Irish study Slovak business opportunities

A trade mission involving representatives from over 16 Irish businesses was in Bratislava February 25-27 to study business opportunities, with the mission leader saying he expected the first tangible results of Irish-Slovak business cooperation to arrive in 18 months.
"This is a big trade delegation, and many of its members are taking their first steps into Slovakia," said Declan Ryan, director of central Europe for Enterprise Ireland, the organiser of the visit. "We see great potential for Irish and Slovak companies to do business together."

A trade mission involving representatives from over 16 Irish businesses was in Bratislava February 25-27 to study business opportunities, with the mission leader saying he expected the first tangible results of Irish-Slovak business cooperation to arrive in 18 months.

"This is a big trade delegation, and many of its members are taking their first steps into Slovakia," said Declan Ryan, director of central Europe for Enterprise Ireland, the organiser of the visit. "We see great potential for Irish and Slovak companies to do business together."

Irish exports to Slovakia last year were 50.8 million euros, up almost 20 per cent from the year before; 15.8 million euros flowed the other way in goods and services.

Irish business activity in Slovakia has also not been extensive to date, although it includes firms like PPI Adhesives and eTel Slovensko.

But Ireland last year opened an embassy in Bratislava, and ambassador Tom Lyons says his country is looking to build on the 1.6 billion euros of investments it already has in central Europe.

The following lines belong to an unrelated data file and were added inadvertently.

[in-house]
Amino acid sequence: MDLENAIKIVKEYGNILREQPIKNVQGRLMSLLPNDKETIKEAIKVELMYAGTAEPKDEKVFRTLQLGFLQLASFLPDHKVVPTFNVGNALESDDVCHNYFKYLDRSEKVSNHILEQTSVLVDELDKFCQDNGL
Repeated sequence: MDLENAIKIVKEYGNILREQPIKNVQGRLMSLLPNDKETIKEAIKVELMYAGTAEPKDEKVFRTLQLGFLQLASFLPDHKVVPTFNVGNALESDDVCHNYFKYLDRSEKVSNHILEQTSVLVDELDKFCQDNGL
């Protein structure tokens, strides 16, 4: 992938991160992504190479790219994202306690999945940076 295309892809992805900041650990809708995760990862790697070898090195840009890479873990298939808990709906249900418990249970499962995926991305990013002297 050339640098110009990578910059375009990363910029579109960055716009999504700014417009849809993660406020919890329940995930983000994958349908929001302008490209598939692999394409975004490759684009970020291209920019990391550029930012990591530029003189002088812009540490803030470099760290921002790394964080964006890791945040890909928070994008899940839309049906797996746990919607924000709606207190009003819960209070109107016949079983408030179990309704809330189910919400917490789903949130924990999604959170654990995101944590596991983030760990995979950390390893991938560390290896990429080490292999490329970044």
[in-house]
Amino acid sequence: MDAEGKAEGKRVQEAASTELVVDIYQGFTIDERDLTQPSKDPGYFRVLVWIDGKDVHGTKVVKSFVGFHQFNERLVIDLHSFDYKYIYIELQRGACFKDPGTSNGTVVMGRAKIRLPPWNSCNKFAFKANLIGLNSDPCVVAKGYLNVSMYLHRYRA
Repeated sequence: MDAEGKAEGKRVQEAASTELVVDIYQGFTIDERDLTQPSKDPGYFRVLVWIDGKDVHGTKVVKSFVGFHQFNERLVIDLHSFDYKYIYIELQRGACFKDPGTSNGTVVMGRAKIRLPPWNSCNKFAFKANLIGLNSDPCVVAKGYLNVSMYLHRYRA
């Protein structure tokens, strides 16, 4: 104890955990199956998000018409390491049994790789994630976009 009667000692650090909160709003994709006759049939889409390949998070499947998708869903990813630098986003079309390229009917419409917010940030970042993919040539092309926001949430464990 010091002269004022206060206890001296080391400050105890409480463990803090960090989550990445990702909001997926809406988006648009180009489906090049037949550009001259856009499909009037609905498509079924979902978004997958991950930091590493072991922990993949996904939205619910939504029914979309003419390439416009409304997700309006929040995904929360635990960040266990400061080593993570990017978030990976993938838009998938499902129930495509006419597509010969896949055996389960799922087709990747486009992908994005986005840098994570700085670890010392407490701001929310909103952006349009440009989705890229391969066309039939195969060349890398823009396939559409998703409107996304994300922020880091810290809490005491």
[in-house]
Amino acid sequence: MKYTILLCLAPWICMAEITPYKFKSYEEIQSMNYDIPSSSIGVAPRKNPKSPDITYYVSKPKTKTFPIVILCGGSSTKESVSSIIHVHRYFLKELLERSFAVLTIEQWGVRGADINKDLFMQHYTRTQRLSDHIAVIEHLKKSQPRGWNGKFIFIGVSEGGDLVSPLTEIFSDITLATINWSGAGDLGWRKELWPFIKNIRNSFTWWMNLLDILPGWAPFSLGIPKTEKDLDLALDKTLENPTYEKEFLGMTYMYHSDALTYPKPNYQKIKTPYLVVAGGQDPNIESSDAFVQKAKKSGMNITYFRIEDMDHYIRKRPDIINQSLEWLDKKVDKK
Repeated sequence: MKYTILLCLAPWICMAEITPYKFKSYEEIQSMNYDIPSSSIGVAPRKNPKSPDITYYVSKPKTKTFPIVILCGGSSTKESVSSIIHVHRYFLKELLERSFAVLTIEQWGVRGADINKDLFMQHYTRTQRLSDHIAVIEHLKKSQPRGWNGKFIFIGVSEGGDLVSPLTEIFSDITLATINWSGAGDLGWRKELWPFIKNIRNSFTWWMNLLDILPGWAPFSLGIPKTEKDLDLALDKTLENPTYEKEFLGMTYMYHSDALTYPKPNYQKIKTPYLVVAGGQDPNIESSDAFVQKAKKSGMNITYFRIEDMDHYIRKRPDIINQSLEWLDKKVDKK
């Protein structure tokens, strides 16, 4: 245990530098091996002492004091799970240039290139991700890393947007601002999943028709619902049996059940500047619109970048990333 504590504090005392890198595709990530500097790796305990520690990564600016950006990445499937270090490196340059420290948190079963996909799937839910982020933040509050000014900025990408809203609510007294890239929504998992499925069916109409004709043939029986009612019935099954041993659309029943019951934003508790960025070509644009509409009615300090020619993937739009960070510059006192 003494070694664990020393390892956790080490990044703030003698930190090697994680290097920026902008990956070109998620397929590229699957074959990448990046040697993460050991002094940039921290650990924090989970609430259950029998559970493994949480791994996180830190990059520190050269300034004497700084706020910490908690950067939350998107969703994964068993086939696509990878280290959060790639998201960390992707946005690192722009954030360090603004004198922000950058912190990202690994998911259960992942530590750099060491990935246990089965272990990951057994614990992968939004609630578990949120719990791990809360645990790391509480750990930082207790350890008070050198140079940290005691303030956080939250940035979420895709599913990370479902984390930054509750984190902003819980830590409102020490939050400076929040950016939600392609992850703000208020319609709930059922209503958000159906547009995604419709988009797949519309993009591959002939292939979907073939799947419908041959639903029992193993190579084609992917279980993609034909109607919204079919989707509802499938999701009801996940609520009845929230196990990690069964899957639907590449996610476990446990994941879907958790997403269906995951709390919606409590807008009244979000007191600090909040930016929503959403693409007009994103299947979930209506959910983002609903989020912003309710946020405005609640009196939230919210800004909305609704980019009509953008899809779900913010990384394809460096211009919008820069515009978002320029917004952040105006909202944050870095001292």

"The opening of a resident embassy is a signal of the importance the government attaches to closer economic and trade relations with Slovakia," he said at an official dinner February 26.

Eamonn O'Reilly of TDI, a trade development institution, said Ireland and Slovakia had much more in common than mutual business opportunities.

"We're both small countries with colonial pasts. Our people have had to find their own way in the world," he said.

O'Reilly added he was trying to help Slovak firms focus more on customer satisfaction than "organising production around their own needs, as often still happens."

Emmett McAuley of electronis supplier Convex, said he had met with "great interest" from Slovak vets in a hand-held human blood glucose tester that can be used to identify diabetes in animals.

"We'll have to anaylse these reactions, but we could see the results of our mission here in two or three months," he said.

Few Slovak firms attending the dinner would comment on the state of their negotiations with the Irish, but as the delegation moved on to the Dubliner Irish pub in downtown Bratislava, talk flowed more freely.

"I came here to sell, but we've now decided to buy," said one Irish businessman who was deep in conversation with two Slovak suppliers.

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